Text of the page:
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Refrigerator Man: ARTnews recently anointed former Texan Peter Saul, the acknowledged genius of the darkly comic figured canvas, as one of the best underrated artists, so Dallas Art Fair co-founder Chris Byrne%26#8217;s curatorial turn at the New York branch of international gallery Haunch of Venison %26#8212; a survey of 50 years of Saul%26#8217;s prodigious output %26#8212; seems perfectly timed (November 5 %26#8211; January 8). On ice are Saul%26#8217;s famed paintings of refrigerators (an early precursor to Pop art, the %26#8220;Icebox%26#8221; series continues today).
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Bookin%26#8217; It: Dallas Contemporary, one of the beneficiaries of the volume Texas Artists Today %26#8212; whose North Texas project leader is collector/patron Karla McKinley %26#8212; hosts the first Dallas book signing on Friday night, November 19, followed by another signing at the Nasher Sculpture Center on Saturday, November 20, 1 to 3 pm. See you there! %26nbsp;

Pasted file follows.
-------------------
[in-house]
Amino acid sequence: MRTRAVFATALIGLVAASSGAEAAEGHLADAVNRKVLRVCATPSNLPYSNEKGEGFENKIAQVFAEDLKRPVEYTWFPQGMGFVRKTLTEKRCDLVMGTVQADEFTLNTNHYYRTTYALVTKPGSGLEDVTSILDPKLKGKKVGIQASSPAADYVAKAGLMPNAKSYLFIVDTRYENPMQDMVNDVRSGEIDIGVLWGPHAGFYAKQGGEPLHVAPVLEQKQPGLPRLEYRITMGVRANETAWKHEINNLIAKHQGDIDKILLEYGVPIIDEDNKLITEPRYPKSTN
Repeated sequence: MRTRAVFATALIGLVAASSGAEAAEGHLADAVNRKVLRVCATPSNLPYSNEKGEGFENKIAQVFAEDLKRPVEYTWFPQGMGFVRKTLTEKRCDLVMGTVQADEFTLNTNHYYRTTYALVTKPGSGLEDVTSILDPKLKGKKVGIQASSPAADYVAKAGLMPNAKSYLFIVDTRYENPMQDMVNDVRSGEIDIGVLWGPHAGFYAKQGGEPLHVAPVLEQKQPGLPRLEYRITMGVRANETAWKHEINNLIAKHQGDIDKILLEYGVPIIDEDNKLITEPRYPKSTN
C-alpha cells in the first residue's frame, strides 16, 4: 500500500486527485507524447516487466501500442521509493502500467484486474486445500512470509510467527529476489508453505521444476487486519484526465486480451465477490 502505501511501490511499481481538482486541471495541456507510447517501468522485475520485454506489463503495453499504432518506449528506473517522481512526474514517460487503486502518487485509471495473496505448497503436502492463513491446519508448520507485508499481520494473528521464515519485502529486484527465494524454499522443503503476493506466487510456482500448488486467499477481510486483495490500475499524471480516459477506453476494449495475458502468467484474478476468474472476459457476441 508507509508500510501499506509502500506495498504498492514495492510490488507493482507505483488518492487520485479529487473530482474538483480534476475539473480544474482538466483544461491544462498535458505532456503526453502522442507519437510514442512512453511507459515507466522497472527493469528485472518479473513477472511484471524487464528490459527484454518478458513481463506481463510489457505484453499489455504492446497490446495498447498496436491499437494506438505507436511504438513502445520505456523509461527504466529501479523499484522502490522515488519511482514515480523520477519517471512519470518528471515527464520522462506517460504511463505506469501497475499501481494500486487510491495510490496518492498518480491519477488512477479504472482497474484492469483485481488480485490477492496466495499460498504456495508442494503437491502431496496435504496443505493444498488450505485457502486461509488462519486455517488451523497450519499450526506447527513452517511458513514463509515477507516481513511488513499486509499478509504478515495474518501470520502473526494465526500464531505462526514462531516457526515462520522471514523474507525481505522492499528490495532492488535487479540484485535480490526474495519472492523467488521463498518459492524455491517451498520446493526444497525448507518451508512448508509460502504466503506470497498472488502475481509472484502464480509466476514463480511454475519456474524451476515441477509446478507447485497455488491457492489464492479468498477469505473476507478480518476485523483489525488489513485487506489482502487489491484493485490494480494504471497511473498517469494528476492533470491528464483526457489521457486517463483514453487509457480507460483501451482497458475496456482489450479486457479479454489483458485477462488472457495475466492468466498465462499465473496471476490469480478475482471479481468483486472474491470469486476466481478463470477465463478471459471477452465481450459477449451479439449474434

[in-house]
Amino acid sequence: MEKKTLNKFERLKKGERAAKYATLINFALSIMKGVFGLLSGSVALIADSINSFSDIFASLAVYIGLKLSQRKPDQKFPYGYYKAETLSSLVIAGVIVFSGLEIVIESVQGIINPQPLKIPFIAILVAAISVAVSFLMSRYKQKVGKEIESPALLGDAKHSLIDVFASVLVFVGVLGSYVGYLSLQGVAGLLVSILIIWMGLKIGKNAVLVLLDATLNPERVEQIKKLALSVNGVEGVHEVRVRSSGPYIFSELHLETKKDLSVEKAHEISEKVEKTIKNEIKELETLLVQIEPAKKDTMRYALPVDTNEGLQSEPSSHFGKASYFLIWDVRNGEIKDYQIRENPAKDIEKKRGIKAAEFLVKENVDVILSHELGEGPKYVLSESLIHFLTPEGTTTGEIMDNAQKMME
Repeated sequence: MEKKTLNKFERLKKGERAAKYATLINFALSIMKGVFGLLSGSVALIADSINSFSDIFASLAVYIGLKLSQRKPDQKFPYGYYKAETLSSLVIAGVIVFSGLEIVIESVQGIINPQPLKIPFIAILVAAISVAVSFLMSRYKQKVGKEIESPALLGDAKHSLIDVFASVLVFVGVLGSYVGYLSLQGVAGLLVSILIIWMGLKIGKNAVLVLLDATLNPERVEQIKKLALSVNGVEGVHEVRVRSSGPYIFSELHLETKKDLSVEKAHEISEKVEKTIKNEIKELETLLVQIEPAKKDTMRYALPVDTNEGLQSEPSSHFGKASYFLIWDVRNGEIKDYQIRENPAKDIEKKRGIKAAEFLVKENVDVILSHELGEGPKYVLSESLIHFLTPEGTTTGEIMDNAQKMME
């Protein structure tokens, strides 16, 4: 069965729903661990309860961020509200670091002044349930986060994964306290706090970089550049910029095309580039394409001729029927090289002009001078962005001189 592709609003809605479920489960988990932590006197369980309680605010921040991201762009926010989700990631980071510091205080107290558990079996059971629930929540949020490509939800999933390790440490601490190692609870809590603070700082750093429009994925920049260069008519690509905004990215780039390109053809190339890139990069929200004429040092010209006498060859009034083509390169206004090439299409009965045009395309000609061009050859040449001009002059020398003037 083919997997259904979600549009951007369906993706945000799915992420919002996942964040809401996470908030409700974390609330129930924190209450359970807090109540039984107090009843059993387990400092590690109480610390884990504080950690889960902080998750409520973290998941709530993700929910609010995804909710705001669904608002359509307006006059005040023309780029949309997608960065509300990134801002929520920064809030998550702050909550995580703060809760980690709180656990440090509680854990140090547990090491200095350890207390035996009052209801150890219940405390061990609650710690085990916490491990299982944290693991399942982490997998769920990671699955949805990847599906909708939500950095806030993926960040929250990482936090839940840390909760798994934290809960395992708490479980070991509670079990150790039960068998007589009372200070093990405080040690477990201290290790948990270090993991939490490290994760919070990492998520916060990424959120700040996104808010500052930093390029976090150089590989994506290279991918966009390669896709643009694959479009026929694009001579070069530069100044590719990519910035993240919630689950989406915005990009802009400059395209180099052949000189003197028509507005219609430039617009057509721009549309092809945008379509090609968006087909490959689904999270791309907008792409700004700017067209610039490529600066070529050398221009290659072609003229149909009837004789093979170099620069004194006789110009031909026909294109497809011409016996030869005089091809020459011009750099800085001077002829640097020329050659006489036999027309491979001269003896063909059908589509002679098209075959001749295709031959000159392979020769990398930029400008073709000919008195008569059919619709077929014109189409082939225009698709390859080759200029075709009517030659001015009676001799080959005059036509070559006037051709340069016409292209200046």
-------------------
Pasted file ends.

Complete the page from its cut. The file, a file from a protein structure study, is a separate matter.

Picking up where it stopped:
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Images:
Billy Zinser%26#8217;s Macrodon (Series 3), 2010, at Artopia, Victory Park.
Molly Gochman%26#8217;s Topography of a Town from the %26#8220;Lullabies%26#8221; series, 2008, at The MAC. Photo courtesy the artist and Colton %26amp; Farb Gallery, Houston.

Comments are closed.

Art Notes


Girl Power Plus a Giant Inflatable: A ground-breaking exhibition at McKinney Avenue Contemporary pairs two generations of female artists with a decidedly feminist stance. Mary Ann Edelson, who burst onto the SoHo scene in the 1960s, brings works circa 1981 through%26nbsp;1997 %26#8212; mostly small-scale, mixed-media offerings, plus an installation materialized as a vast spider web. Concurrently, Houston and New York%26#8211;based Molly Gochman unfurls the series %26#8220;Lullabies,%26#8221; which interweaves photography, sculpture, video and audio into a hypnotic installation (November 7 %26#8211;%26nbsp;December 12) ... At Victory Park, Artopia on Saturday, November 13, includes headlining Dallas artist Billy Zinser. His work is hard to miss: It%26#8217;s a 20-foot-tall, forced-air inflated sculpture, series three of his ongoing Macrodon toys. Zinser%26#8217;s day job is as an art dealer at Marty Walker Gallery.